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J Hypertens Suppl. 1988 Dec;6(4):S148-50.

Sodium intake modulates left ventricular hypertrophy in essential hypertension.

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Department of Medicine, University of Bonn, Federal Republic of Germany.


In order to assess the impact of dietary sodium intake on the degree of left ventricular hypertrophy, we determined posterior wall thickness, relative wall thickness and left ventricular mass by two-dimensionally guided M-mode echocardiography, and related these parameters to sodium excretion over 24 h. There was no restriction on sodium intake. The first cohort comprised 43 subjects (residents of New Orleans) with mild to moderate essential hypertension who had not been treated for at least 4 weeks; in this cohort sodium excretion correlated with posterior wall thickness (r = 0.64, P less than 0.001), relative wall thickness (r = 0.67, P less than 0.001) and left ventricular mass (r = 0.37, P less than 0.02). A stepwise multiple regression analysis confirmed that sodium excretion was a determinant of posterior wall thickness (P less than 0.02) and relative wall thickness (P less than 0.05) independently of age, arterial pressure and body weight. The second cohort comprised 60 white male patients (residents of Bonn) with mild essential hypertension who had never been treated in the past; in this cohort sodium excretion correlated with diastolic diameter (r = 0.36, P less than 0.001) and with left ventricular mass (r = 0.35, P less than 0.001). Sodium excretion and systolic pressure emerged as independent variables (P less than 0.02) for left ventricular mass as evaluated by multiple regression analysis. These results identify dietary sodium intake as an independent powerful determinant of left ventricular hypertrophy in two disparate patient cohorts. Thus, for a similar haemodynamic load, sodium intake might accelerate, and conversely salt restriction mitigate, cardiac structural adaptation in patients with essential hypertension.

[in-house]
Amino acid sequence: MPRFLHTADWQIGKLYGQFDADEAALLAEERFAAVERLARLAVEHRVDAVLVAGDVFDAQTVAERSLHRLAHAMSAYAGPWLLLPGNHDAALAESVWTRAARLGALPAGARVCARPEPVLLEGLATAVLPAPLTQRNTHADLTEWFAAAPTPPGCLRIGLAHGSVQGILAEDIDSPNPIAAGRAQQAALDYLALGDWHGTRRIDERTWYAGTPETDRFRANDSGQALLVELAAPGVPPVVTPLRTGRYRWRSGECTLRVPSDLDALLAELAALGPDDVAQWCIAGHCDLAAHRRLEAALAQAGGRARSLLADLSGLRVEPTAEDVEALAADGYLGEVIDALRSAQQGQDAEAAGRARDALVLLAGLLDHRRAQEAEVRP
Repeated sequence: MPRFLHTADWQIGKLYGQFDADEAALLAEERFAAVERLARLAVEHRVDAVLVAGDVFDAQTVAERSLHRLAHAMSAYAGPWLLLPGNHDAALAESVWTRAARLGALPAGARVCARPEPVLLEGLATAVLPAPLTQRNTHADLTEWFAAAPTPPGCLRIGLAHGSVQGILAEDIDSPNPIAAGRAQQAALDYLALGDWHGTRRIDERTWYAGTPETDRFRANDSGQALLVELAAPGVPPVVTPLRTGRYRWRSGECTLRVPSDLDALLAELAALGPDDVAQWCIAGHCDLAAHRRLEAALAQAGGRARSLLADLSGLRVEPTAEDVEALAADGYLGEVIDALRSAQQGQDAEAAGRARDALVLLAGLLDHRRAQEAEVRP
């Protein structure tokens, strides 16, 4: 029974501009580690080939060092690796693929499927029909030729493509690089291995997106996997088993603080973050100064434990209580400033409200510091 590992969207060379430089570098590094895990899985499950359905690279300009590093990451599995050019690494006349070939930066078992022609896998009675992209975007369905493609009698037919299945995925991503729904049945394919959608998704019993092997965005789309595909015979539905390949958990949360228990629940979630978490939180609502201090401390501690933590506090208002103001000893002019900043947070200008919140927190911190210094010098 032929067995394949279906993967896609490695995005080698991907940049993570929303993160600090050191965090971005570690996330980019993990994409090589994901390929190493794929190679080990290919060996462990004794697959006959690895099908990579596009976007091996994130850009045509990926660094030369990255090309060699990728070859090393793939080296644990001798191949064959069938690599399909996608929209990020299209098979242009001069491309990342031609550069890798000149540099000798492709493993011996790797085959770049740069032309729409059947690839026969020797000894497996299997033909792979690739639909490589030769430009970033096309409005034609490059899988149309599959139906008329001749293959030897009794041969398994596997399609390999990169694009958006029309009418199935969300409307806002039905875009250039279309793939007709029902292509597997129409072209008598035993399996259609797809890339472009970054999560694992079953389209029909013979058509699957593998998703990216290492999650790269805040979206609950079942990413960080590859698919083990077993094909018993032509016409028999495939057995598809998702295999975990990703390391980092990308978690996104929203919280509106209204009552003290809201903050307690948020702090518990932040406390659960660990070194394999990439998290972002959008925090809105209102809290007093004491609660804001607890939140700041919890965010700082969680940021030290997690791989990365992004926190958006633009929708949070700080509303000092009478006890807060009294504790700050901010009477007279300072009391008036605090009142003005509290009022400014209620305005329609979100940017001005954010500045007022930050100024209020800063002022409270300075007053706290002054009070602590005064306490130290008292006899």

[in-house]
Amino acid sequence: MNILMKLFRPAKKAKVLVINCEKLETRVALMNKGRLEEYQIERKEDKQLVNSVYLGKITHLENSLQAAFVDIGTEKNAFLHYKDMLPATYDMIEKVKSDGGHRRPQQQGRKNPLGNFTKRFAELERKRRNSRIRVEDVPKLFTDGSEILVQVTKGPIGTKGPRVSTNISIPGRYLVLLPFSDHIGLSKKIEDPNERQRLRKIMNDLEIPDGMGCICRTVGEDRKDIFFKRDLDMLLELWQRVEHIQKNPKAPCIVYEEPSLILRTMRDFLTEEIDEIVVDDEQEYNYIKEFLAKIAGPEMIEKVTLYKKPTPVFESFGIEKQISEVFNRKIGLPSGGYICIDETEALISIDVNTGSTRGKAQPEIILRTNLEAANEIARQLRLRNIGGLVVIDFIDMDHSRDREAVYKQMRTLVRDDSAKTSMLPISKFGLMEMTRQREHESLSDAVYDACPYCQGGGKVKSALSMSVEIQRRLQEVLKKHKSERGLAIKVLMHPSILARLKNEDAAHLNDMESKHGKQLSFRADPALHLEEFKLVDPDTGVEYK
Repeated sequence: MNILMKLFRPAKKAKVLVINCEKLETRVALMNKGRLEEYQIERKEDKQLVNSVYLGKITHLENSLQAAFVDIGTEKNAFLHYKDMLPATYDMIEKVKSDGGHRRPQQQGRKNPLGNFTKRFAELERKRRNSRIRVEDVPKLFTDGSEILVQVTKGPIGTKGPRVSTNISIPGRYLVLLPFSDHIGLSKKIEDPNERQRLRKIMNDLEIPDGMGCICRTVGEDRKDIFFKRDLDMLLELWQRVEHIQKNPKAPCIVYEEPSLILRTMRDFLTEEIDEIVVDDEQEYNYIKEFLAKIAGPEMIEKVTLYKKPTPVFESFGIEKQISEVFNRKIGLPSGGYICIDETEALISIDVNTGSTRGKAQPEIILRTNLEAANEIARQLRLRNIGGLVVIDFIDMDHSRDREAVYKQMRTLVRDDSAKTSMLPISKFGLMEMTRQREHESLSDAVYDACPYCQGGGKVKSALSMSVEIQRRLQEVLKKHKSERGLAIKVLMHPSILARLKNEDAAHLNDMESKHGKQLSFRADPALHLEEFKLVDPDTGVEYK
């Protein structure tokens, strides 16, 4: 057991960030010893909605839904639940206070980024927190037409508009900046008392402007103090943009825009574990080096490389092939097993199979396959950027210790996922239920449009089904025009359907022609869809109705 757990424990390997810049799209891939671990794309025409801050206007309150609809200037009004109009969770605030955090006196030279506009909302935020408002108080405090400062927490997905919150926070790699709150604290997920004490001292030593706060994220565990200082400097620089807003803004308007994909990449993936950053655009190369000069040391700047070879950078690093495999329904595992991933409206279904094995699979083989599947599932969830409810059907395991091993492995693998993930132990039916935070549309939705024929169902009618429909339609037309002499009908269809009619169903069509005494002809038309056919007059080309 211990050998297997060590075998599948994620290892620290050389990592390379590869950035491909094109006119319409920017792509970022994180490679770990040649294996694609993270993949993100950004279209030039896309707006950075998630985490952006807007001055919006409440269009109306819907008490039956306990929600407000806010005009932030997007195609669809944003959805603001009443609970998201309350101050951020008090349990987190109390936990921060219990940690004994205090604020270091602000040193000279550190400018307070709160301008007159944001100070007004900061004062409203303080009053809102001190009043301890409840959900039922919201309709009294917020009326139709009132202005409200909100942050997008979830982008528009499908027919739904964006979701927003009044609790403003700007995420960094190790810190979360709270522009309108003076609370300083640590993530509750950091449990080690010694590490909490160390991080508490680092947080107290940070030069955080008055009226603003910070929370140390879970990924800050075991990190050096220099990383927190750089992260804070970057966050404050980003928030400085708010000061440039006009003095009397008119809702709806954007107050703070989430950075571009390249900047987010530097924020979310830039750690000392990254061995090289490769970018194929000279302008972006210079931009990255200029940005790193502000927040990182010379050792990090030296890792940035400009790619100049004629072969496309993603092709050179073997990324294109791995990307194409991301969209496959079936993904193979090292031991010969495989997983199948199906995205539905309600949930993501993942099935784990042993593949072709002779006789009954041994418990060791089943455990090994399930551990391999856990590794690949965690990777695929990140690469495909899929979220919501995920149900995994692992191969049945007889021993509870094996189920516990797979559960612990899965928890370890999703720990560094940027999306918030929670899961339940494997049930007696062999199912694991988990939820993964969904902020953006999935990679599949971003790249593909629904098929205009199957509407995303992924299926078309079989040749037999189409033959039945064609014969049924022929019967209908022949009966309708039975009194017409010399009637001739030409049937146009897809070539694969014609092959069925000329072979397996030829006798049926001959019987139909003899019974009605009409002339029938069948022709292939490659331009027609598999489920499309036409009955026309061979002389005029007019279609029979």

[Indexed for MEDLINE]

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